School of Science, Technology and Health says farewell to dean Paul Ferguson

As the semester comes to a close, the school begins its search for new leadership.

Brittany Ung, Deputy News Editor

When dean of Science, Technology and Health Paul Ferguson joined Biola in 2016, the School of Science, Technology and Health was nonexistent and the Alton and Lydia Lim Center for Science, Technology and Health was just a plot of land. Under Ferguson’s direction, both projects have become a home to hundreds of STEM students—but after three years, the school’s founding dean is moving on.

Ferguson announced his departure from Biola on April 10, and will begin serving as the president of Azusa Pacific University starting June 1, 2019.

“[I have] always appreciated the entrepreneurial growth of APU as a very fine Christian university, and so now I get to really enjoy finding out where they are today and engaging with them in a new direction,” Ferguson said. “So I think I’ve watched them from afar and always been impressed by the quality of their programs, breadth of their academics, talent of their faculty. I think that’s what attracted me [to APU]. Their really strong commitment to serving Christ in a post-Christian world.”

Ferguson says he has already begun splitting his time between the two universities to transition into his new role.

“So we’re looking forward to establishing a new strategic planning process at APU that we’re talking quite a bit about,” Ferguson said. “So I think [the] early stages of any new presidency is building relationships and building direction and confidence in that direction.”

Ferguson enters his office at APU with prior presidential experience, having served as president of the University of Maine and Ball State University, respectively, before founding the School of Science, Technology and Health at Biola.

“Having spent most of my career in secular or public higher education, it’s been a wonderful three years to focus on Christian higher education,” Ferguson said. “I am committed to seeking the best way to build Christ-centered academic excellence. That’s what we do at Biola at the School of Science, Technology and Health, and that’s what we aim to do at APU.”


According to provost and senior vice president Deborah Taylor, Biola will soon begin a national search for the School of Science, Technology and Health’s new dean. The university usually hires a search firm that specializes in higher education executive leadership, which will present a list of 100 to 120 interested candidates. Biola’s leadership will conduct follow-up research on the top 30 candidates, then video conference with the top eight to 10 candidates. Finally, the school will choose three prospects and bring them to campus to engage with the community.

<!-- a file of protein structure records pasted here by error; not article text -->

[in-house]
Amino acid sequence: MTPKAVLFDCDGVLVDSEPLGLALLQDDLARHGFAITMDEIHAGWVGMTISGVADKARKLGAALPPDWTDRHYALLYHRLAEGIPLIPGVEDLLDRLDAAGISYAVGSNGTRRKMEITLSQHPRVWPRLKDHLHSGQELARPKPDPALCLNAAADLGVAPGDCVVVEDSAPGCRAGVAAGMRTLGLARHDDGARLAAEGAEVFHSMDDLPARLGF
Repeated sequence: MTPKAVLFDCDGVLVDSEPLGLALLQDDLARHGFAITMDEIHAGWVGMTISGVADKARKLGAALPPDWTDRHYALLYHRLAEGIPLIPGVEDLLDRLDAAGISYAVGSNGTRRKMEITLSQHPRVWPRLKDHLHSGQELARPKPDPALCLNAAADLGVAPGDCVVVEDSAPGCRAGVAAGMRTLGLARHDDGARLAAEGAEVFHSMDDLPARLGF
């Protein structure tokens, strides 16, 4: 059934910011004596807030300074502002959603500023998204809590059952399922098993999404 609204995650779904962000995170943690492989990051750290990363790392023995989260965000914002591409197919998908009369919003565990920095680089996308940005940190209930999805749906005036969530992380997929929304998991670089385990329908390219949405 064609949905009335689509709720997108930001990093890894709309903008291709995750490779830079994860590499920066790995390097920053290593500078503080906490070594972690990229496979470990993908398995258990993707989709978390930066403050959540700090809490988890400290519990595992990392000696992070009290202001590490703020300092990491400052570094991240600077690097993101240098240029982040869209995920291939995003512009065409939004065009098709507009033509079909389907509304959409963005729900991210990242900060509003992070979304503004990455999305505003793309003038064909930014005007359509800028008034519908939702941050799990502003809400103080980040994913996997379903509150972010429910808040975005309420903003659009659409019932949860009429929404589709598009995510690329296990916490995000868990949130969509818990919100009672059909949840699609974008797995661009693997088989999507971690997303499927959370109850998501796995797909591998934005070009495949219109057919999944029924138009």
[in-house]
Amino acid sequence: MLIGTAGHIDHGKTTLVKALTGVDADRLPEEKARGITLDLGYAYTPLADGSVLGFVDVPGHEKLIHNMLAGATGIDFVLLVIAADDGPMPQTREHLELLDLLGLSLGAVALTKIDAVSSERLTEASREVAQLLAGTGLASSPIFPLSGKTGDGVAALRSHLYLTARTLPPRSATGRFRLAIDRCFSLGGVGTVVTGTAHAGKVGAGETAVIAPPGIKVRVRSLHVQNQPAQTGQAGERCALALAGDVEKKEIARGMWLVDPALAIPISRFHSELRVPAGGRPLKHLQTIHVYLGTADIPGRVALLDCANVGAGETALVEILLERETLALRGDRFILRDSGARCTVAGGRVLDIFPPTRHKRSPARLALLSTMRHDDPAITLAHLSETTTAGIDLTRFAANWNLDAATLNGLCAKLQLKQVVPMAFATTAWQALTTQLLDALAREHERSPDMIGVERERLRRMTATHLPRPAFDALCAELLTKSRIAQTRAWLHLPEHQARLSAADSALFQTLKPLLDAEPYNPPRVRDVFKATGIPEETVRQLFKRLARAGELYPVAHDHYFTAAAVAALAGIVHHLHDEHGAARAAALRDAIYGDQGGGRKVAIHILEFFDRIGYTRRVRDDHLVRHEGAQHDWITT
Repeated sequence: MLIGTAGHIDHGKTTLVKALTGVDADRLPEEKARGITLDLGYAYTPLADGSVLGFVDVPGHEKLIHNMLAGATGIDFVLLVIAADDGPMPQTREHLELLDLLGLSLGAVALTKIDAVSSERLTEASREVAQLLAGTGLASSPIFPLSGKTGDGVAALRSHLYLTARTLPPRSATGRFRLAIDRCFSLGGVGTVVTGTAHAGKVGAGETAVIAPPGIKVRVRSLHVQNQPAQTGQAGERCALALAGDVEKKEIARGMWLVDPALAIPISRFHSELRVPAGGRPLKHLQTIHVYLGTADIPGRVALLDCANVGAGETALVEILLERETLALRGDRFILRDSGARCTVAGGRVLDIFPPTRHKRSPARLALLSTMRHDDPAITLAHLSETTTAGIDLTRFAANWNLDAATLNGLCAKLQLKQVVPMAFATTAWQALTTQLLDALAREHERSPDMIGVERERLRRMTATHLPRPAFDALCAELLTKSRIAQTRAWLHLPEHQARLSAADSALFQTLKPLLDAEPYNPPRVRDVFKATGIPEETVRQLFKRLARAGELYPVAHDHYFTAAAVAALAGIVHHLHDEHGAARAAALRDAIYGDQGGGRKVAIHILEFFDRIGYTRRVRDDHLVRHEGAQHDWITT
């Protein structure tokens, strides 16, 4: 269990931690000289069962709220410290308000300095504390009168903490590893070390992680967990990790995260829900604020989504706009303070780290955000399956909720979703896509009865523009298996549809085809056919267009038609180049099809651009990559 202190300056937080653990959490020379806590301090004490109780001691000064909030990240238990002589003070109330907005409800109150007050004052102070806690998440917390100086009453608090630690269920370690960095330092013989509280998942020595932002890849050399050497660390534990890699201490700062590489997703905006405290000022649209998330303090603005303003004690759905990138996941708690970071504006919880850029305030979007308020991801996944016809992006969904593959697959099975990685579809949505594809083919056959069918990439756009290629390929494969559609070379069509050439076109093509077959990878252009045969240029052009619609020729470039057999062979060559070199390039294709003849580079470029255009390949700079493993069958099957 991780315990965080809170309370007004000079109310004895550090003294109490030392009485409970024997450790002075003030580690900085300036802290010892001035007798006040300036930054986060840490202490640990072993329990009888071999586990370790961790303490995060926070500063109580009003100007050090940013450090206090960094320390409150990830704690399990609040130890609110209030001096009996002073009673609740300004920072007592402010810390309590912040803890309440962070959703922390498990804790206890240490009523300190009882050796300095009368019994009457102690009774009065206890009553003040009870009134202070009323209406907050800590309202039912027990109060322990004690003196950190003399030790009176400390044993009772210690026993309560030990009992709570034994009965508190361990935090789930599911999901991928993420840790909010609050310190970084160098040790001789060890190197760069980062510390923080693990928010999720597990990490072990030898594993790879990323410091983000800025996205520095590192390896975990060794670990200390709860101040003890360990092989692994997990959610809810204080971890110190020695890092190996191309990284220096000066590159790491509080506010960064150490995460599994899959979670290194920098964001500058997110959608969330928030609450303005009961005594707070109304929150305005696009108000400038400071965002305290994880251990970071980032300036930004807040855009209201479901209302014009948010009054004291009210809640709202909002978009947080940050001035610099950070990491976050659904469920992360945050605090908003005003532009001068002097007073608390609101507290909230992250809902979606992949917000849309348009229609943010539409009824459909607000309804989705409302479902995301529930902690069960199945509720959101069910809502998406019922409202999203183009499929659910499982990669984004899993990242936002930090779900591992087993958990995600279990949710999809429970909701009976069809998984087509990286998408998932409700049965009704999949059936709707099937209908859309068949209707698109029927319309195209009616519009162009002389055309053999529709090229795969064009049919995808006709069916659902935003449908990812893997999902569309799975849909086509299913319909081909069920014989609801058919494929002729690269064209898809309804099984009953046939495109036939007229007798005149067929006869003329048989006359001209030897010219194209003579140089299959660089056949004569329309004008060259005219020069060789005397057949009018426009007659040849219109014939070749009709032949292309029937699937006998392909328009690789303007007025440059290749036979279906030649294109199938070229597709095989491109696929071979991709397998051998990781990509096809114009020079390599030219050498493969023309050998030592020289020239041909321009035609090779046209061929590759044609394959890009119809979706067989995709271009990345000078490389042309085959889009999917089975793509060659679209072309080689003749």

“So we’ll be going through that process next year,” Taylor said. “And praying a lot that God brings us someone who is the right person to take things forward for the next five to 10 years.”



Photo Courtesy of Biola University


After joining the university in 2016, Ferguson managed the School of Science, Technology and Health’s migration into the Lim Center, which opened in January 2018.

According to Taylor, Ferguson blueprinted the university’s approach to STEM research, establishing a five-year strategic plan for STEM education that includes initiatives to launch new majors, acquire equipment and hire faculty.  

“I always have called it ‘the Ferguson miracle,’ because we were praying for just the right person to come and breathe life into our sciences, cast a big vision, put together a compelling strategic plan, be able to get funding and move in to that building with a lot of energy,” Taylor said. “And he was like beyond what I ever asked God to give us and just did it capably and well. And so, he himself, as a person, will never be replaced.”

Chair of communication sciences and disorders Matthew Rouse describes Ferguson’s three years at Biola as being marked by collaborative research and communication between students, faculty and deans.

“[I] saw him build the personnel infrastructure of this school, which is extremely inclusive,” Rouse said. “There’s a student advisory board, where students can speak straight to the dean about issues they might have that are related to the school. There’s several faculty advisory committees, leadership committees that speak directly to the dean and so communication flows down from the dean but also flows up from faculty and staff.”


As the spring semester comes to a close, the school is beginning its transition to interim leadership.

Rouse has been chosen as the school’s interim dean, starting May 13. He expressed a desire to maintain the momentum from the past three years by continuing the work Ferguson has already established.

“We’re definitely gonna be open to ideas about new programs and things like that, but my main focus will be trying carry out the strategic plan, keep pushing it forward,” Rouse said. “That’s kind of the plan. I don’t really have to dream up new plans because Dr. Ferguson has the strategic plan which we’re kind of in the middle of.”

As the school finishes year two of their five-year strategic plan, Taylor believes Ferguson has prepared the leadership well for his departure.

“We don’t feel like, ‘Oh no, it’s too soon, what will we do without him?’ No, we know exactly what we’re supposed to do without him because he’s empowered us to do that and he’s equipped us and he’s mentored us and he’s invested in us,” Taylor said.

Julianna Hernandez contributed to this story.

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